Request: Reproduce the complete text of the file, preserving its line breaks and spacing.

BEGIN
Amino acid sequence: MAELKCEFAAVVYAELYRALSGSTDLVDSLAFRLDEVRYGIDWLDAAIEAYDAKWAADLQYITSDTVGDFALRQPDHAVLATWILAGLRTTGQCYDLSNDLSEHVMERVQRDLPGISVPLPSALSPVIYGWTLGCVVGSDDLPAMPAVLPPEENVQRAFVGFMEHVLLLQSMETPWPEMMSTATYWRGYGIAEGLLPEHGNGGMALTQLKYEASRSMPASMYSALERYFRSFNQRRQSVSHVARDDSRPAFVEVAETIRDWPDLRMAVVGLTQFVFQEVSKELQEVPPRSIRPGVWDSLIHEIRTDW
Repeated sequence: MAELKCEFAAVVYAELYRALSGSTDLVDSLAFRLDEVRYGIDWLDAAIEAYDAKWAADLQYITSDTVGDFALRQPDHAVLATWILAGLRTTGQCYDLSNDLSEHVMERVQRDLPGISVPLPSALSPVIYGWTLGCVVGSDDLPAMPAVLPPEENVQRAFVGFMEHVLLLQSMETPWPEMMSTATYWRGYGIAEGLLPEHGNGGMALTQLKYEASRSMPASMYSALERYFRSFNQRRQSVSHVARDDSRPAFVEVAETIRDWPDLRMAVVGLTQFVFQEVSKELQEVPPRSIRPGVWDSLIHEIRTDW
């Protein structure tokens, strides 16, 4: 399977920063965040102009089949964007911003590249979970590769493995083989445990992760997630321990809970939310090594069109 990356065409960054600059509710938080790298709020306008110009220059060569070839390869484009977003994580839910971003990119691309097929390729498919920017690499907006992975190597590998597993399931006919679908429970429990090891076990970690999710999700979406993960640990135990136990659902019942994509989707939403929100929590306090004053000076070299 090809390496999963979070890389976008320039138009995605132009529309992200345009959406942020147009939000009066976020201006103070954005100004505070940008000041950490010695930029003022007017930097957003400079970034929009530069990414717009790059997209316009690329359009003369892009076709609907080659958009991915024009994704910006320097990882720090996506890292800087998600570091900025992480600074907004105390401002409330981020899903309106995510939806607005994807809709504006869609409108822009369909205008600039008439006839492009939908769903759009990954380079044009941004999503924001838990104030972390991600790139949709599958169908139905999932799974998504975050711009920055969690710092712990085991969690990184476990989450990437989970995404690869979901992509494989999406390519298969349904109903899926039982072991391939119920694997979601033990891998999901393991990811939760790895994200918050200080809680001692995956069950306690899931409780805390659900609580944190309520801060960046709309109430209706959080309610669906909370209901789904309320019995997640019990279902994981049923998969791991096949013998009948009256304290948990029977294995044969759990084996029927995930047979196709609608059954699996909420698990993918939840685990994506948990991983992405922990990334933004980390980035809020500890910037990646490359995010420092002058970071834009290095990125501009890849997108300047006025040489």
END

Amino acid sequence: MAELKCEFAAVVYAELYRALSGSTDLVDSLAFRLDEVRYGIDWLDAAIEAYDAKWAADLQYITSDTVGDFALRQPDHAVLATWILAGLRTTGQCYDLSNDLSEHVMERVQRDLPGISVPLPSALSPVIYGWTLGCVVGSDDLPAMPAVLPPEENVQRAFVGFMEHVLLLQSMETPWPEMMSTATYWRGYGIAEGLLPEHGNGGMALTQLKYEASRSMPASMYSALERYFRSFNQRRQSVSHVARDDSRPAFVEVAETIRDWPDLRMAVVGLTQFVFQEVSKELQEVPPRSIRPGVWDSLIHEIRTDW
Repeated sequence: MAELKCEFAAVVYAELYRALSGSTDLVDSLAFRLDEVRYGIDWLDAAIEAYDAKWAADLQYITSDTVGDFALRQPDHAVLATWILAGLRTTGQCYDLSNDLSEHVMERVQRDLPGISVPLPSALSPVIYGWTLGCVVGSDDLPAMPAVLPPEENVQRAFVGFMEHVLLLQSMETPWPEMMSTATYWRGYGIAEGLLPEHGNGGMALTQLKYEASRSMPASMYSALERYFRSFNQRRQSVSHVARDDSRPAFVEVAETIRDWPDLRMAVVGLTQFVFQEVSKELQEVPPRSIRPGVWDSLIHEIRTDW
């Protein structure tokens, strides 16, 4: 399977920063965040102009089949964007911003590249979970590769493995083989445990992760997630321990809970939310090594069109 990356065409960054600059509710938080790298709020306008110009220059060569070839390869484009977003994580839910971003990119691309097929390729498919920017690499907006992975190597590998597993399931006919679908429970429990090891076990970690999710999700979406993960640990135990136990659902019942994509989707939403929100929590306090004053000076070299 090809390496999963979070890389976008320039138009995605132009529309992200345009959406942020147009939000009066976020201006103070954005100004505070940008000041950490010695930029003022007017930097957003400079970034929009530069990414717009790059997209316009690329359009003369892009076709609907080659958009991915024009994704910006320097990882720090996506890292800087998600570091900025992480600074907004105390401002409330981020899903309106995510939806607005994807809709504006869609409108822009369909205008600039008439006839492009939908769903759009990954380079044009941004999503924001838990104030972390991600790139949709599958169908139905999932799974998504975050711009920055969690710092712990085991969690990184476990989450990437989970995404690869979901992509494989999406390519298969349904109903899926039982072991391939119920694997979601033990891998999901393991990811939760790895994200918050200080809680001692995956069950306690899931409780805390659900609580944190309520801060960046709309109430209706959080309610669906909370209901789904309320019995997640019990279902994981049923998969791991096949013998009948009256304290948990029977294995044969759990084996029927995930047979196709609608059954699996909420698990993918939840685990994506948990991983992405922990990334933004980390980035809020500890910037990646490359995010420092002058970071834009290095990125501009890849997108300047006025040489």